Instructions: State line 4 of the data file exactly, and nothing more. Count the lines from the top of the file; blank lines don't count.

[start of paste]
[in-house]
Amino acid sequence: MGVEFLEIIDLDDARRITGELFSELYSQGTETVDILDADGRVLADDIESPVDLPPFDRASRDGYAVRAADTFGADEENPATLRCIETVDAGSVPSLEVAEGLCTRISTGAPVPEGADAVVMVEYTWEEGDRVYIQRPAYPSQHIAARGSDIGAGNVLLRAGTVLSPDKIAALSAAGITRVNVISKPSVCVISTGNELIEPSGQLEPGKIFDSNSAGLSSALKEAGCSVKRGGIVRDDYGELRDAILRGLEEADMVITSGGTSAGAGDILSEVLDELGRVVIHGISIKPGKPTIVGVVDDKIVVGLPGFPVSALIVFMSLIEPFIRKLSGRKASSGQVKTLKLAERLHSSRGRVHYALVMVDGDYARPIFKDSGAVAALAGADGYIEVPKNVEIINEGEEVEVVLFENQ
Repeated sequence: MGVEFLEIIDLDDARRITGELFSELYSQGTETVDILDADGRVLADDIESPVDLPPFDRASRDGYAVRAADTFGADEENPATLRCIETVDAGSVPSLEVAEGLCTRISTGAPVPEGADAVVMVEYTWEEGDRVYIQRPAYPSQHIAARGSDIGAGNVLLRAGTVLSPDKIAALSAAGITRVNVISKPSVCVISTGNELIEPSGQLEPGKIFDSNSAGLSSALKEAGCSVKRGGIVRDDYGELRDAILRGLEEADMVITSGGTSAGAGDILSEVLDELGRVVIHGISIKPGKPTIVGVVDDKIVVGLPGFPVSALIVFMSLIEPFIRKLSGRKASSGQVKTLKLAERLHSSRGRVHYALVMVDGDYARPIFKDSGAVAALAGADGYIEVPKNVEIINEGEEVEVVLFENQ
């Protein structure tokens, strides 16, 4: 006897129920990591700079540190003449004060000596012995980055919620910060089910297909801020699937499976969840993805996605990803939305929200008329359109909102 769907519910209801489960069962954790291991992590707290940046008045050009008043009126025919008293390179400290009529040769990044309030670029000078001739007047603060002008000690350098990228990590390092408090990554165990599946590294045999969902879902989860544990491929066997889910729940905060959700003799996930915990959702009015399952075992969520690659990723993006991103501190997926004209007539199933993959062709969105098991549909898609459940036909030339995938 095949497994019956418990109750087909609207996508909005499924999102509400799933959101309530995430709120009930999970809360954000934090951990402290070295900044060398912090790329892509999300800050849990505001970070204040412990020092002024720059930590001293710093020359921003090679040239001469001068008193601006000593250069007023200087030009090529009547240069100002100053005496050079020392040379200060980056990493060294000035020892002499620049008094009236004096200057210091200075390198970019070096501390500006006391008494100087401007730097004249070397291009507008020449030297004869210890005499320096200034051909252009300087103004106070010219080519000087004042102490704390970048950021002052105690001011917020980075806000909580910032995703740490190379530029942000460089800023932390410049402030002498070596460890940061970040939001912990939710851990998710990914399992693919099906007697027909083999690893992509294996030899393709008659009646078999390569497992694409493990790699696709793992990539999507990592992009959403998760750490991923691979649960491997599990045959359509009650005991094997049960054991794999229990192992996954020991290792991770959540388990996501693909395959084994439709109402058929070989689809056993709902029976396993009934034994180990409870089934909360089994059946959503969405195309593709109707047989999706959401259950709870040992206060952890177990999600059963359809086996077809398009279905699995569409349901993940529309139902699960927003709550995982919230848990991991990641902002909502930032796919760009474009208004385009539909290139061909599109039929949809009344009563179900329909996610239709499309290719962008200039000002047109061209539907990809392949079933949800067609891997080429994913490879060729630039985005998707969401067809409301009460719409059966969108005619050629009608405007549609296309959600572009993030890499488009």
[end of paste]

């Protein structure tokens, strides 16, 4: 006897129920990591700079540190003449004060000596012995980055919620910060089910297909801020699937499976969840993805996605990803939305929200008329359109909102 769907519910209801489960069962954790291991992590707290940046008045050009008043009126025919008293390179400290009529040769990044309030670029000078001739007047603060002008000690350098990228990590390092408090990554165990599946590294045999969902879902989860544990491929066997889910729940905060959700003799996930915990959702009015399952075992969520690659990723993006991103501190997926004209007539199933993959062709969105098991549909898609459940036909030339995938 095949497994019956418990109750087909609207996508909005499924999102509400799933959101309530995430709120009930999970809360954000934090951990402290070295900044060398912090790329892509999300800050849990505001970070204040412990020092002024720059930590001293710093020359921003090679040239001469001068008193601006000593250069007023200087030009090529009547240069100002100053005496050079020392040379200060980056990493060294000035020892002499620049008094009236004096200057210091200075390198970019070096501390500006006391008494100087401007730097004249070397291009507008020449030297004869210890005499320096200034051909252009300087103004106070010219080519000087004042102490704390970048950021002052105690001011917020980075806000909580910032995703740490190379530029942000460089800023932390410049402030002498070596460890940061970040939001912990939710851990998710990914399992693919099906007697027909083999690893992509294996030899393709008659009646078999390569497992694409493990790699696709793992990539999507990592992009959403998760750490991923691979649960491997599990045959359509009650005991094997049960054991794999229990192992996954020991290792991770959540388990996501693909395959084994439709109402058929070989689809056993709902029976396993009934034994180990409870089934909360089994059946959503969405195309593709109707047989999706959401259950709870040992206060952890177990999600059963359809086996077809398009279905699995569409349901993940529309139902699960927003709550995982919230848990991991990641902002909502930032796919760009474009208004385009539909290139061909599109039929949809009344009563179900329909996610239709499309290719962008200039000002047109061209539907990809392949079933949800067609891997080429994913490879060729630039985005998707969401067809409301009460719409059966969108005619050629009608405007549609296309959600572009993030890499488009």